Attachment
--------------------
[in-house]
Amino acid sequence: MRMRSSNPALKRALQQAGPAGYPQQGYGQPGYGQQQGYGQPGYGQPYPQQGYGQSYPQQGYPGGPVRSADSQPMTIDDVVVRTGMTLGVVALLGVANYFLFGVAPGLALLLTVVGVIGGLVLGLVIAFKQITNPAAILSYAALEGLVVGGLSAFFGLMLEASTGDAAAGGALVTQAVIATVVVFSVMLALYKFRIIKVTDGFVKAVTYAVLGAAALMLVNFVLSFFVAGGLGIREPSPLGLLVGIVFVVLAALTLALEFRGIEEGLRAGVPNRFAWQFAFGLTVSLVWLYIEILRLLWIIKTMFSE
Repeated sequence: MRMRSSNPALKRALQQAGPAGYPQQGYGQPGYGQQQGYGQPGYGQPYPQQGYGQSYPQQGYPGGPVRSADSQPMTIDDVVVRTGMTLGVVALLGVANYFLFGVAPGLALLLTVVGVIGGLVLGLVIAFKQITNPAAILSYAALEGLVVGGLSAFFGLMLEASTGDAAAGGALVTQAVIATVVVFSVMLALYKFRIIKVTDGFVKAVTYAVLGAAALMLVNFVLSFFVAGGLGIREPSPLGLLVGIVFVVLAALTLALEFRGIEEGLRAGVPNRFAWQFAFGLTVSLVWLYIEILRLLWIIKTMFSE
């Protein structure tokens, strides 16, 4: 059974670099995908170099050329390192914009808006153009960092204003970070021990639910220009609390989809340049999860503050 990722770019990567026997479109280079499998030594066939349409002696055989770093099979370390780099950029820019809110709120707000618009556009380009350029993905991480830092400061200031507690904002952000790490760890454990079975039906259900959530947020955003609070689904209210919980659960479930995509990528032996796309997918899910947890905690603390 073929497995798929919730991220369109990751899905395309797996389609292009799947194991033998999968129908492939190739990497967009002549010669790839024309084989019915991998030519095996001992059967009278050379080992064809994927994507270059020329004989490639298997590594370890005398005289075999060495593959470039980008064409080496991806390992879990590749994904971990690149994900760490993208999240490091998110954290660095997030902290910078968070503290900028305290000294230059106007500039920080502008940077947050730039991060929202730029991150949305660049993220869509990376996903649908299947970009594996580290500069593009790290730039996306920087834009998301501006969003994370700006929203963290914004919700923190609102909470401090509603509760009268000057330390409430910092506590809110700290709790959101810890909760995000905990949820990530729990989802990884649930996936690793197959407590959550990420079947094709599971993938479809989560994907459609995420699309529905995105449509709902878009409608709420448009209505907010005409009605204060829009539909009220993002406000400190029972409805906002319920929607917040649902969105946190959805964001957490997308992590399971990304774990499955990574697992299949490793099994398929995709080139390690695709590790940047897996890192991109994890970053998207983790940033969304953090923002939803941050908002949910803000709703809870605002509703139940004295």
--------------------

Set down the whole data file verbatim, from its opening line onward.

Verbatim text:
[in-house]
Amino acid sequence: MRMRSSNPALKRALQQAGPAGYPQQGYGQPGYGQQQGYGQPGYGQPYPQQGYGQSYPQQGYPGGPVRSADSQPMTIDDVVVRTGMTLGVVALLGVANYFLFGVAPGLALLLTVVGVIGGLVLGLVIAFKQITNPAAILSYAALEGLVVGGLSAFFGLMLEASTGDAAAGGALVTQAVIATVVVFSVMLALYKFRIIKVTDGFVKAVTYAVLGAAALMLVNFVLSFFVAGGLGIREPSPLGLLVGIVFVVLAALTLALEFRGIEEGLRAGVPNRFAWQFAFGLTVSLVWLYIEILRLLWIIKTMFSE
Repeated sequence: MRMRSSNPALKRALQQAGPAGYPQQGYGQPGYGQQQGYGQPGYGQPYPQQGYGQSYPQQGYPGGPVRSADSQPMTIDDVVVRTGMTLGVVALLGVANYFLFGVAPGLALLLTVVGVIGGLVLGLVIAFKQITNPAAILSYAALEGLVVGGLSAFFGLMLEASTGDAAAGGALVTQAVIATVVVFSVMLALYKFRIIKVTDGFVKAVTYAVLGAAALMLVNFVLSFFVAGGLGIREPSPLGLLVGIVFVVLAALTLALEFRGIEEGLRAGVPNRFAWQFAFGLTVSLVWLYIEILRLLWIIKTMFSE
């Protein structure tokens, strides 16, 4: 059974670099995908170099050329390192914009808006153009960092204003970070021990639910220009609390989809340049999860503050 990722770019990567026997479109280079499998030594066939349409002696055989770093099979370390780099950029820019809110709120707000618009556009380009350029993905991480830092400061200031507690904002952000790490760890454990079975039906259900959530947020955003609070689904209210919980659960479930995509990528032996796309997918899910947890905690603390 073929497995798929919730991220369109990751899905395309797996389609292009799947194991033998999968129908492939190739990497967009002549010669790839024309084989019915991998030519095996001992059967009278050379080992064809994927994507270059020329004989490639298997590594370890005398005289075999060495593959470039980008064409080496991806390992879990590749994904971990690149994900760490993208999240490091998110954290660095997030902290910078968070503290900028305290000294230059106007500039920080502008940077947050730039991060929202730029991150949305660049993220869509990376996903649908299947970009594996580290500069593009790290730039996306920087834009998301501006969003994370700006929203963290914004919700923190609102909470401090509603509760009268000057330390409430910092506590809110700290709790959101810890909760995000905990949820990530729990989802990884649930996936690793197959407590959550990420079947094709599971993938479809989560994907459609995420699309529905995105449509709902878009409608709420448009209505907010005409009605204060829009539909009220993002406000400190029972409805906002319920929607917040649902969105946190959805964001957490997308992590399971990304774990499955990574697992299949490793099994398929995709080139390690695709590790940047897996890192991109994890970053998207983790940033969304953090923002939803941050908002949910803000709703809870605002509703139940004295």